Better World Books and FACE

Believe it or not, there are millions of children and families who want to read but don’t have access to libraries or worthy resources.

That is about to change for thousands of American Indian families. Much needed books are making their way to American Indian parents and children in family literacy programs across the nation thanks to Better World Books and the National Center for Family Literacy.

The effort will support the literacy development of families participating in the Family and Child Education (FACE) program funded by the Bureau of Indian Education and in operation in states including Arizona, Idaho, Kansas, New Mexico and Mississippi. The FACE program is coordinated by NCFL and is the nation’s longest running family literacy program.

Many of the sites are located in remote desert or plains areas where there are no main libraries and schools have limited resources, according to NCFL. More than 25,000 books will be given to families with children birth to eight-years-old.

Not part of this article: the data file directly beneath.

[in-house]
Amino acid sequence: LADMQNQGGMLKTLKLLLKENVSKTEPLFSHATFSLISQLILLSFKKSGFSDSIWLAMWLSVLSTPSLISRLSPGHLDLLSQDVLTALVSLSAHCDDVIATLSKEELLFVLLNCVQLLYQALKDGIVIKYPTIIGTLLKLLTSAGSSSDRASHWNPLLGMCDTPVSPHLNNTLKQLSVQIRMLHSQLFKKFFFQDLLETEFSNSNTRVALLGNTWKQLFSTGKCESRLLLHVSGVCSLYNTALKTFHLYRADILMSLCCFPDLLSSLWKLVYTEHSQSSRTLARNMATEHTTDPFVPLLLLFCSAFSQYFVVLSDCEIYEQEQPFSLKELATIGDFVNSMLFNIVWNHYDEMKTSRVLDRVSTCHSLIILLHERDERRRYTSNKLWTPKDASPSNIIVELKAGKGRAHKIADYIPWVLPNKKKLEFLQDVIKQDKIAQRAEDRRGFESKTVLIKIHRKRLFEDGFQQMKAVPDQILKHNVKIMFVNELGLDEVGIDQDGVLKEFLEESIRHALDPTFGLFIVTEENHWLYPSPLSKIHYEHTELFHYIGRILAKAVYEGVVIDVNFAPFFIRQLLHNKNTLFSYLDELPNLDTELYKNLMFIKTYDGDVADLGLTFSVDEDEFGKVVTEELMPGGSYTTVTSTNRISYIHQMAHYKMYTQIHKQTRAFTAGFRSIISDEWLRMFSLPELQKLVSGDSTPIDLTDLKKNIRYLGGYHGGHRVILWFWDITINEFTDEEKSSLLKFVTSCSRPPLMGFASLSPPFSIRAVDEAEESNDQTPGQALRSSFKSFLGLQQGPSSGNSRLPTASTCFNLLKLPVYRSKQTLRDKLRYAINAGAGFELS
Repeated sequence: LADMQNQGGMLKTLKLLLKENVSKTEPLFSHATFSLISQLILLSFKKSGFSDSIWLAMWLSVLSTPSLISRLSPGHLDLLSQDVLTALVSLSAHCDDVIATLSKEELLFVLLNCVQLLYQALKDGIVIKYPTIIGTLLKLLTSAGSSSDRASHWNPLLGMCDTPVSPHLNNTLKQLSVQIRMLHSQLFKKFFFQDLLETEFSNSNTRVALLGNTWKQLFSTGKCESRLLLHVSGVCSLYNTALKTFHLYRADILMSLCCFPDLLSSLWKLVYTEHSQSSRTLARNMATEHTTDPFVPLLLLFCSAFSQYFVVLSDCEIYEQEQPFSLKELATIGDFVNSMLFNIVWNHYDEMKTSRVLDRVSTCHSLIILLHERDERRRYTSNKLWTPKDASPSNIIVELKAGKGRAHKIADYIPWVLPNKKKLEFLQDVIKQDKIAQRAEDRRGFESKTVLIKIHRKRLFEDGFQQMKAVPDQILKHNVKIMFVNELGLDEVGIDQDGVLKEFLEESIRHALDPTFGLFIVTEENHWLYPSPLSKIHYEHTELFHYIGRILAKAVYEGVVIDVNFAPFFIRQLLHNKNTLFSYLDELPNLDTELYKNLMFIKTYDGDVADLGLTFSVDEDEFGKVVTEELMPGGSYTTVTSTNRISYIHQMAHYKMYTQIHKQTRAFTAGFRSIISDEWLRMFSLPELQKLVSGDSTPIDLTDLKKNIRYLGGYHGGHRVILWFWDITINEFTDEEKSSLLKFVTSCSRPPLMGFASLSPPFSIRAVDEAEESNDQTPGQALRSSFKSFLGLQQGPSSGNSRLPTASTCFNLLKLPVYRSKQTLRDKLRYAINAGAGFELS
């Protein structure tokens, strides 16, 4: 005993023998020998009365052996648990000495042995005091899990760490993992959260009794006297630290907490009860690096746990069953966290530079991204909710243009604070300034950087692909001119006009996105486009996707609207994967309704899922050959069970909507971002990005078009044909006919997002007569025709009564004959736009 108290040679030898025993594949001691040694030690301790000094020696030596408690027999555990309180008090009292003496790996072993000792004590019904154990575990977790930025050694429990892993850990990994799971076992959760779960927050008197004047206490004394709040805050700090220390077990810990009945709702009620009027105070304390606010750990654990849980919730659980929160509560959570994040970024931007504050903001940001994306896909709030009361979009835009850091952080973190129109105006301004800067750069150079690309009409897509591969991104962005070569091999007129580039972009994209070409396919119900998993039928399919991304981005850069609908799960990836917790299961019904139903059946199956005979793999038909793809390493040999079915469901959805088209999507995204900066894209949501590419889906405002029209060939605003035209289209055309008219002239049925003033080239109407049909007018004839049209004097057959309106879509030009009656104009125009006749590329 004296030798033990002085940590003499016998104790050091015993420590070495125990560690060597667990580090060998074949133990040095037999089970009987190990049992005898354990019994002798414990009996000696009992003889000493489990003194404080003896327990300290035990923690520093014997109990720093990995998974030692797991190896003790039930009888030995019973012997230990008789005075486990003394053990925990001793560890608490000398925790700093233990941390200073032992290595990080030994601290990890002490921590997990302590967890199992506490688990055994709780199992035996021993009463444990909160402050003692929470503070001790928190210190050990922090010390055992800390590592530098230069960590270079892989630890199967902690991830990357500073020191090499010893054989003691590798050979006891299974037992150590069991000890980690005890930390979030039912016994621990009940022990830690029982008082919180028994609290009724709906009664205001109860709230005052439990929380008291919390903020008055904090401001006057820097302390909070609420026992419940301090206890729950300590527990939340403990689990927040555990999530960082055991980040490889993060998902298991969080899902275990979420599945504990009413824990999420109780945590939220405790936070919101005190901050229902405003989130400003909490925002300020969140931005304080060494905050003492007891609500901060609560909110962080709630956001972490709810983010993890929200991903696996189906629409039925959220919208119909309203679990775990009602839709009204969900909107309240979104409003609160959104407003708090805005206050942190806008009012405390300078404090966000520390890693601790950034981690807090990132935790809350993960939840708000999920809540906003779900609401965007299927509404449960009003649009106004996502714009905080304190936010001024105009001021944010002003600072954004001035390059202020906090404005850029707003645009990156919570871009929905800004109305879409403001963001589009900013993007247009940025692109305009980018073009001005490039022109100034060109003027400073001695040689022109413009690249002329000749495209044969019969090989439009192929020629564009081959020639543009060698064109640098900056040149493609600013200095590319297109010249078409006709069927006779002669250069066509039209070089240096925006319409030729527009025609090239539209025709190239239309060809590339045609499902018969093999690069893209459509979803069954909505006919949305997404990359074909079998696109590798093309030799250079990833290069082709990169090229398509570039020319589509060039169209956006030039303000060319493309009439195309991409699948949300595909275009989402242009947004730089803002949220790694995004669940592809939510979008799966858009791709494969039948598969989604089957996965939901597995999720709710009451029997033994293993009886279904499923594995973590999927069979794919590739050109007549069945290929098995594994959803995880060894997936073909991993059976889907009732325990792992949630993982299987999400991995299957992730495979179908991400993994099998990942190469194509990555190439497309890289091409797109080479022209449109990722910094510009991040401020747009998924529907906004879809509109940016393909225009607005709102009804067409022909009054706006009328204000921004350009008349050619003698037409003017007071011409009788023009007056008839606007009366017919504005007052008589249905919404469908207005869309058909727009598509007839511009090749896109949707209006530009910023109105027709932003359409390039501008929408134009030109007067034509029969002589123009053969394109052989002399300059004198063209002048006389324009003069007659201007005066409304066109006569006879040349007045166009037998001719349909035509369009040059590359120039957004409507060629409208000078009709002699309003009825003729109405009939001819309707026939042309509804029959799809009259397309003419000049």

“We’re going to be providing books to a lot of families that just don’t have books in the home,” said NCFL’s Sharyl Emberton who coordinates NCFL’s services to the FACE program. “Families who attend programs in these schools will be able to select a variety of books. They will be able to build their own home libraries.”

The high-quality books are the result of partnerships with over 500 local libraries who give their discarded and donated books to Better World Books to benefit their literacy partners.

Better World Books initiated its partnership with NCFL immediately following the 2005 Hurricane Season to provide a long-term solution to the social and economic devastation and has contributed more than $80,000 of cash funding to support the organization’s literacy initiatives.

In addition to the FACE program, NCFL works with literacy programs throughout the U.S., helping families in need gain necessary literacy skills. Each year, NCFL programs help more than 60,000 individuals by supporting programs including the Hispanic Learning Institute, the Bureau of Indian Education’s Family and Child Education program, and—most recently—providing relief to families displaced by Hurricanes Katrina and Rita.


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